From: Howard Hinnant (hinnant_at_[hidden])
Date: 2008-05-28 13:43:10
On May 28, 2008, at 1:25 PM, vicente.botet wrote:
> ----- Original Message -----
> From: "Anthony Williams" <anthony.ajw_at_[hidden]>
> To: <boost_at_[hidden]>
> Sent: Wednesday, May 28, 2008 5:04 PM
> Subject: Re: [boost] "joinable"
>> "vicente.botet" <vicente.botet_at_[hidden]> writes:
>>> just a question that could clarify my thoughts, can a non joinable
>> No, because you no longer have a handle with which to interrupt it.
>> I have thought about providing an "interrupt handle" which you can
>> obtain either from a boost::thread object, or by calling
>> boost::this_thread::get_interrupt_handle() or similar, in which
>> case a
>> detached thread would be interruptible.
> Ok, the question now is *should* the joinable and interruptible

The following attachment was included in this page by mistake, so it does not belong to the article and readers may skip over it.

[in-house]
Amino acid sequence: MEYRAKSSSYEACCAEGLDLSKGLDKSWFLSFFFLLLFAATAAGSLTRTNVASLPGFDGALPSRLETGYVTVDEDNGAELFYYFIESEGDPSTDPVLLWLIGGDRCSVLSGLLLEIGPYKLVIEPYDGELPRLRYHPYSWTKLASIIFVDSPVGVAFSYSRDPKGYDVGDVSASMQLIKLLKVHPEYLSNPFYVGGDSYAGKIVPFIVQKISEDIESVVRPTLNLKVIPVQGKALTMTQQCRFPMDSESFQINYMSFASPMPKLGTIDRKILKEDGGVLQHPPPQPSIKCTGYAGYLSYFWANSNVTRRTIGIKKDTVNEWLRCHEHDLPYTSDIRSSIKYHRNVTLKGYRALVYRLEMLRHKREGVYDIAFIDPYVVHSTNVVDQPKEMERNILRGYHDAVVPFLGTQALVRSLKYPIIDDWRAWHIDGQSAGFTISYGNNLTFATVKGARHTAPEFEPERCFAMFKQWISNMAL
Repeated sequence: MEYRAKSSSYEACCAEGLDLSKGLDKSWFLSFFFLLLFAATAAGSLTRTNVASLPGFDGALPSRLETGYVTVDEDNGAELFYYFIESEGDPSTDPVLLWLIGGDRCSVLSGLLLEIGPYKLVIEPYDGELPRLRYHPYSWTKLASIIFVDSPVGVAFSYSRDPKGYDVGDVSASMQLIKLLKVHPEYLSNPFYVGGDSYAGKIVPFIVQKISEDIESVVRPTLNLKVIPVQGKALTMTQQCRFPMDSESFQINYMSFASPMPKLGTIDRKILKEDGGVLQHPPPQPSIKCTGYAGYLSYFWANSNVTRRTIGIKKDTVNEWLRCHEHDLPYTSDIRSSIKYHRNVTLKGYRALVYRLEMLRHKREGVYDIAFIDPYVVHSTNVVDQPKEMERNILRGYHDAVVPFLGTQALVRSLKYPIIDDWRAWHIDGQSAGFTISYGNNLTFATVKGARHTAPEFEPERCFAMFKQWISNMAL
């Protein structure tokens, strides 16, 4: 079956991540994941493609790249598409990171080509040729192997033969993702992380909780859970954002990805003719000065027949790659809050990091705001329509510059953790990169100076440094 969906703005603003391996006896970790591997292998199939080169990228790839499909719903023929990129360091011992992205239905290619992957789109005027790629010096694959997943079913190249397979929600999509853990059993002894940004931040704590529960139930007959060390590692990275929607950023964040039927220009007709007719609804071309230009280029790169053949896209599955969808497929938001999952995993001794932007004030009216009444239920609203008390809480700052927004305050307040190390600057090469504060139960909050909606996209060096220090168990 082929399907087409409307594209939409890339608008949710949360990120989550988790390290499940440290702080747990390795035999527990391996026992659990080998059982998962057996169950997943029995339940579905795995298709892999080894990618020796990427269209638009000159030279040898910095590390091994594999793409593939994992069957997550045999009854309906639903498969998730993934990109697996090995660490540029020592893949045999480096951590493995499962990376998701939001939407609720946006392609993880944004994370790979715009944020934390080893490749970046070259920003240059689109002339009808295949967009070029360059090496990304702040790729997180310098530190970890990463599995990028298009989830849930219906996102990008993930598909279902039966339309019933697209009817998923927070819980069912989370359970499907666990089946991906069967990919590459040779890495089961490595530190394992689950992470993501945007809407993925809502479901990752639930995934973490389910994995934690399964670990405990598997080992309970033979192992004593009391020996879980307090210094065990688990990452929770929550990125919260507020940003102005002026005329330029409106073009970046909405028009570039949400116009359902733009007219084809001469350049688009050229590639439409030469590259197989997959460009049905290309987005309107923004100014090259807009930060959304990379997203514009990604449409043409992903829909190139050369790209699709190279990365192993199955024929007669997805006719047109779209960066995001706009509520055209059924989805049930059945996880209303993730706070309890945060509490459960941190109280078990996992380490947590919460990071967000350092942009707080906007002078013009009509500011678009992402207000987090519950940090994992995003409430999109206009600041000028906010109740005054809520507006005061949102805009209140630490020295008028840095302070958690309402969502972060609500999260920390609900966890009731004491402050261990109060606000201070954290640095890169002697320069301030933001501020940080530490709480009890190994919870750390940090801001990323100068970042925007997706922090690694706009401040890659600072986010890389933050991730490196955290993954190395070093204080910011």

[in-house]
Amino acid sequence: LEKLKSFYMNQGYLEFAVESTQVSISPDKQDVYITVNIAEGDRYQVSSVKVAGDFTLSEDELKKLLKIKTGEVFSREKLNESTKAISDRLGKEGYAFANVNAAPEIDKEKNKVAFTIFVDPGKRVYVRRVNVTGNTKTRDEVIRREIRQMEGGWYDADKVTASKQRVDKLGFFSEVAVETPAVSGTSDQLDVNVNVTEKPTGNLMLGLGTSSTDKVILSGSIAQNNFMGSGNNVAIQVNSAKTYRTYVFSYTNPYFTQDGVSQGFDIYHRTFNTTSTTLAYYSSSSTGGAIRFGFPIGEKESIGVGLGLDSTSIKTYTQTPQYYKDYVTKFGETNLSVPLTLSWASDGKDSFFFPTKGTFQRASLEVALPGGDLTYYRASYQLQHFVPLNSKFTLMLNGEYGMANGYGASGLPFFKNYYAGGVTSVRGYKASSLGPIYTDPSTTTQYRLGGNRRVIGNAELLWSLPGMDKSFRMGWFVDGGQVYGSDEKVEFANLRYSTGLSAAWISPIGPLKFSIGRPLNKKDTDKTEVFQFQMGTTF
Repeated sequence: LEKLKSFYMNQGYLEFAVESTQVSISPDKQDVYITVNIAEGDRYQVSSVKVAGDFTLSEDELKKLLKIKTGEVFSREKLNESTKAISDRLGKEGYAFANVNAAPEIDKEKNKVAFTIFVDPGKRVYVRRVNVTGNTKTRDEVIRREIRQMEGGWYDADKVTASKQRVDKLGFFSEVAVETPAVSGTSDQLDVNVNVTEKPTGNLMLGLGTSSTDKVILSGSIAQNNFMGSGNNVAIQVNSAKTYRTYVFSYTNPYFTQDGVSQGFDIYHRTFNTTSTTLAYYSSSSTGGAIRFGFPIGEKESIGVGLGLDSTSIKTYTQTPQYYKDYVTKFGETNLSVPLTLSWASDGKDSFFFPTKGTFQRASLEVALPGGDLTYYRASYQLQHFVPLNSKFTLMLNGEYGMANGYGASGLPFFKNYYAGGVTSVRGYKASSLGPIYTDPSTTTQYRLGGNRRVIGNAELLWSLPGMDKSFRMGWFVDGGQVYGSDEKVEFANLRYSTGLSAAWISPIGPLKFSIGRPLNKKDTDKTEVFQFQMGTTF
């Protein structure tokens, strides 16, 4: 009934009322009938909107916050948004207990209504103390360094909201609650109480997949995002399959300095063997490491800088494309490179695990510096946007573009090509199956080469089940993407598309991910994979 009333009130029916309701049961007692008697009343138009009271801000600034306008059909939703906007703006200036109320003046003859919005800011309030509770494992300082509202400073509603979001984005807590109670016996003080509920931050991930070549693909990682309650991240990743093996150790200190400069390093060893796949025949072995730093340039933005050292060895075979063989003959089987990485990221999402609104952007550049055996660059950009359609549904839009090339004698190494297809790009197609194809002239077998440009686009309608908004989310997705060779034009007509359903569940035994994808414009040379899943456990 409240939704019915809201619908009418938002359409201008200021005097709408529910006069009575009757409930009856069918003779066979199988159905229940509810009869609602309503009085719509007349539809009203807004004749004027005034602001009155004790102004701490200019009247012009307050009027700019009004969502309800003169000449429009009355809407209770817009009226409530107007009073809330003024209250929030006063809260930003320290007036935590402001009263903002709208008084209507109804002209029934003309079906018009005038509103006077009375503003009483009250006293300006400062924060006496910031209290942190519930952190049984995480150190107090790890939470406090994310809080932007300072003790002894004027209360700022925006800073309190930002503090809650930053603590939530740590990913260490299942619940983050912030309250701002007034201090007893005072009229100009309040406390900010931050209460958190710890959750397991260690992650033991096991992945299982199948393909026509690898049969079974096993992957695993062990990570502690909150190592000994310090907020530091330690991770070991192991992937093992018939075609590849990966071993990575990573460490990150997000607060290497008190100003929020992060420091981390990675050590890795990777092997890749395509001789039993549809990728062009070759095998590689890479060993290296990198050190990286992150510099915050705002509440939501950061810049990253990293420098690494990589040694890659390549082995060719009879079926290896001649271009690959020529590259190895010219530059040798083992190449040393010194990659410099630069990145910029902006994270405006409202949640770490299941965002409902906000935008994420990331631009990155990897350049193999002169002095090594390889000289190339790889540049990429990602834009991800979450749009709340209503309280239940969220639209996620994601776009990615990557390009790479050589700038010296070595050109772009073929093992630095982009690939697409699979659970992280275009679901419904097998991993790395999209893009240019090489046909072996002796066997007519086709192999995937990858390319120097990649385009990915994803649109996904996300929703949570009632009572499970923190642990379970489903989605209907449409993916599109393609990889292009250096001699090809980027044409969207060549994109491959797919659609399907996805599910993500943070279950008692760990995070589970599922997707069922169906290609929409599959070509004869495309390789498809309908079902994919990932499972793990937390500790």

> features of
> a thead be disociated?
> IMO they should. We can need to interrupt a thread even if we are no
> interested when the thread finish.
> If should be better if the the implementation is possible, but I
> don't think
> that this is a big problem for the user. Most of the applications
> could work
> without releasing the resources that are released when a thread is
> and preserv attached the thread if they want to be able to interrupt
> isn't it?
This sounds like something that should be layered on top of
boost::thread, not embedded in it. boost::thread is conceptually a
unique-owner situation: A single handle (boost::thread) refers to a
single resource (a thread of execution). An owner should be able to
do things to that resource without worrying about interference from
others. If you're looking at a function with a boost::thread in it,
you don't want to have to do a whole program analysis to figure out if
the thing might get interrupted out from under you.
thread f(thread t)
// is it safe to play with t in here?
I'm not saying you don't need the capability of multiple interruption
handles. All I'm saying is this functionality should be put into
another type, like shared_future (where one expects - and knowingly
pays for - ownership/control to be shared).
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